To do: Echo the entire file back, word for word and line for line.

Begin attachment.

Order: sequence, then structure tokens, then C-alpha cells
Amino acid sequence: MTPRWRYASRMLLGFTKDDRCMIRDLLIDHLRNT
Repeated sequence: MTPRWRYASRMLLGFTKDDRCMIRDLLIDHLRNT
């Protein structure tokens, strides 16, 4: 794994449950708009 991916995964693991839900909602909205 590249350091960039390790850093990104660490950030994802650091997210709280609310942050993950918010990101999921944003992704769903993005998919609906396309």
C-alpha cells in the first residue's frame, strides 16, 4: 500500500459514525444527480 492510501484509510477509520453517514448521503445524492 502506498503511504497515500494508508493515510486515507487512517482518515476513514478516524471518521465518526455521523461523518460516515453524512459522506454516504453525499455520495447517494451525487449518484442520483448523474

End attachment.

Order: sequence, then structure tokens, then C-alpha cells
Amino acid sequence: MTPRWRYASRMLLGFTKDDRCMIRDLLIDHLRNT
Repeated sequence: MTPRWRYASRMLLGFTKDDRCMIRDLLIDHLRNT
């Protein structure tokens, strides 16, 4: 794994449950708009 991916995964693991839900909602909205 590249350091960039390790850093990104660490950030994802650091997210709280609310942050993950918010990101999921944003992704769903993005998919609906396309």
C-alpha cells in the first residue's frame, strides 16, 4: 500500500459514525444527480 492510501484509510477509520453517514448521503445524492 502506498503511504497515500494508508493515510486515507487512517482518515476513514478516524471518521465518526455521523461523518460516515453524512459522506454516504453525499455520495447517494451525487449518484442520483448523474